Almost all the used cooking oil our company collects from restaurants, supermarkets and other foodservice establishments is used to produce biofuel. The demand for sustainable fuel is high, and used cooking oil is an inexpensive, sustainable feedstock. The used cooking oil is dewatered and cleaned at our processing facilities and produced into biodiesel (Darling owns two biodiesel plants in Montreal and Kentucky) or into renewable diesel (we co-own a renewable diesel refinery with Valero Energy in Louisiana). A co-product of the biodiesel production is glycerin, which can be used in numerous applications including hand sanitizer, cleansers, lotions, solvents, and much more; co-products of renewable diesel production are renewable propane, renewable butane, and naphtha, which is used in solvents, paint thinners, varnish, plastics and more.
Processed used cooking oil can also be used as a nutritional supplement for animal feed.
Improve your curb appeal (bad smells don't encourage a customer's appetite)
Save your kitchen drains and plumber bill
Avoid fines and down time if your grease trap should overflow from clogged grease in the pipes
Realize the potential of rebates for your used cooking oil
Know you are helping the planet by helping to recycle otherwise unusable material into something of value
Support your company's sustainability goals
Our own service technicians, employed by our company, will arrive in DAR PRO Solutions branded trucks with our logo on their uniforms. If you ever see someone pumping your grease bin and they are not readily identifiable as DAR PRO Solutions (or Darling Ingredients, our parent company), they are likely stealing your grease. We never use subcontractors to collect our customers’ used cooking oil.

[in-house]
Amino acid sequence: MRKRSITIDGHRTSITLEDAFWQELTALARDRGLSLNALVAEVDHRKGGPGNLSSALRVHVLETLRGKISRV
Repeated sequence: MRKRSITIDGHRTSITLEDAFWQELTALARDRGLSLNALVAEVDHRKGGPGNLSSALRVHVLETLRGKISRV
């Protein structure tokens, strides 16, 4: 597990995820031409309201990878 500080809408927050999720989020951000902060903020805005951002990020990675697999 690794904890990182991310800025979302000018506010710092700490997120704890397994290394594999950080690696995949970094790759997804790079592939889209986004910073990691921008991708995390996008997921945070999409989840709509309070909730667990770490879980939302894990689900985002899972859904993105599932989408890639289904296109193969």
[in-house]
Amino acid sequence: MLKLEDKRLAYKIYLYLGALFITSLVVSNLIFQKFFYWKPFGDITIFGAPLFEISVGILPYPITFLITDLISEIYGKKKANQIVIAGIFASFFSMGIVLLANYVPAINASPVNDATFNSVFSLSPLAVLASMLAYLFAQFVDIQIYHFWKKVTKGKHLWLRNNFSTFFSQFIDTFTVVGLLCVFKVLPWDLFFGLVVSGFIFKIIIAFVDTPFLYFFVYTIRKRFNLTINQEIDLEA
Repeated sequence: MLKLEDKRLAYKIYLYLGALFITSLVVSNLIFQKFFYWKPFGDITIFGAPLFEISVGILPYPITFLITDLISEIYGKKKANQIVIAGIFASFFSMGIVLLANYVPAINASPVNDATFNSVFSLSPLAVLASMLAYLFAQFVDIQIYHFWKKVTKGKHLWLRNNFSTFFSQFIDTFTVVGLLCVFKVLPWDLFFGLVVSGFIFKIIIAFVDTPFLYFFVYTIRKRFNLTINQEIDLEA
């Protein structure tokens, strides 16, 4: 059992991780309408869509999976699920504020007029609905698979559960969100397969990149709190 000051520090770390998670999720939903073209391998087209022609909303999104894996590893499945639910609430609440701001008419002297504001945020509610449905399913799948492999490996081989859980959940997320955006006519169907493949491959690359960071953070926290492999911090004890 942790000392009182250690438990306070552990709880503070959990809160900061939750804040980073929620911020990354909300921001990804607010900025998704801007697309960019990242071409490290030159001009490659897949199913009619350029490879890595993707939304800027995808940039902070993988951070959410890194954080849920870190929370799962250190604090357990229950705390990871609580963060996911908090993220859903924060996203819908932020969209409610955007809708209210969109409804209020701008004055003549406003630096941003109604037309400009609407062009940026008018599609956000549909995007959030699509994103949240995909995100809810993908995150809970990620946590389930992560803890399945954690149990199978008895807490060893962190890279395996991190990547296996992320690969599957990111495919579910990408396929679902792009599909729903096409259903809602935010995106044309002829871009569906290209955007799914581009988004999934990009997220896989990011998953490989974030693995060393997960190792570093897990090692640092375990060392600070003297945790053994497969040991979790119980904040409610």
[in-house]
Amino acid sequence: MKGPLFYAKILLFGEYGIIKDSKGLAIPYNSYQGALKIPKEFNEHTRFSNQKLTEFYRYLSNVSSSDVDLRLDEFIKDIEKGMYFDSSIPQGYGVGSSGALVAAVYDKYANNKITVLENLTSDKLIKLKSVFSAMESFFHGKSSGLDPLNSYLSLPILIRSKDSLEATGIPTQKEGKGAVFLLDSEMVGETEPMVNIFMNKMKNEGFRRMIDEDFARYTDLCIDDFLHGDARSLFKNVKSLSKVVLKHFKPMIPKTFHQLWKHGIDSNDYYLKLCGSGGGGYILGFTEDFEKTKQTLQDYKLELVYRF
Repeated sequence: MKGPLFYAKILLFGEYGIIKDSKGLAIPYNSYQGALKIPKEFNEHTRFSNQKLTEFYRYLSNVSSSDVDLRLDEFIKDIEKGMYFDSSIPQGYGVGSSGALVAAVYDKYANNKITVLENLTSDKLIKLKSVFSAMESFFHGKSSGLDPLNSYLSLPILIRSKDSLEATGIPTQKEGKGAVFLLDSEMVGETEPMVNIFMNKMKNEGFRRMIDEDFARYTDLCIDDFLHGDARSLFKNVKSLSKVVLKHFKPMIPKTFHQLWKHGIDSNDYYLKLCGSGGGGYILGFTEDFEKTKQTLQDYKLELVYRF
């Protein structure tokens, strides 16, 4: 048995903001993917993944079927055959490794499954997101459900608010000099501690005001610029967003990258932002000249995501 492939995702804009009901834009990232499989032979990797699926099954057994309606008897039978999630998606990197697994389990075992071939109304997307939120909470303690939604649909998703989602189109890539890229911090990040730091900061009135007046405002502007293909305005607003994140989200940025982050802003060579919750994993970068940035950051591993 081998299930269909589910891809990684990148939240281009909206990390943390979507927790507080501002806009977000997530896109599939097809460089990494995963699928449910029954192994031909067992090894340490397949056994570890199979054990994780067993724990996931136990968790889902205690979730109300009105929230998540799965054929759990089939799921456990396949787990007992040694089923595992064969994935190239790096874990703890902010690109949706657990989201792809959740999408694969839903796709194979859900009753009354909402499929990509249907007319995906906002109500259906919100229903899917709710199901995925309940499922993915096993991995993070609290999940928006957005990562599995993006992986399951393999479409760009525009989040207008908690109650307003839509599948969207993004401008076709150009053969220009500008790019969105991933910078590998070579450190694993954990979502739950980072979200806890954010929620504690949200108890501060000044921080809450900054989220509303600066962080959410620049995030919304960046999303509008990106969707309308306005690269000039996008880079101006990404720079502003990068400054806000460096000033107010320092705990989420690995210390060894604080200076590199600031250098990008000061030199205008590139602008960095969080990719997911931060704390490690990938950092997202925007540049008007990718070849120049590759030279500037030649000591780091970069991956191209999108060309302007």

Part of our excellence in providing satisfied customer service is effectively determining a pickup schedule that is tied to a store’s volume, which is most efficient for both us and our customers. If your used cooking oil volume has changed (increase or decrease) since you signed on as a customer, call our Customer Engagement Center, 855-DAR-PRO1 (855-327-7761).
Used cooking oil, once properly processed, is used in a number of consumer products. This used cooking oil can be processed and repurposed into biofuel, animal feed ingredients, or used in several common household or commercial products, such as paints, solvents, cleansers, lotions, plastics, tires, and much more. As the demand for yellow grease (processed UCO) grows, so does its inherent value.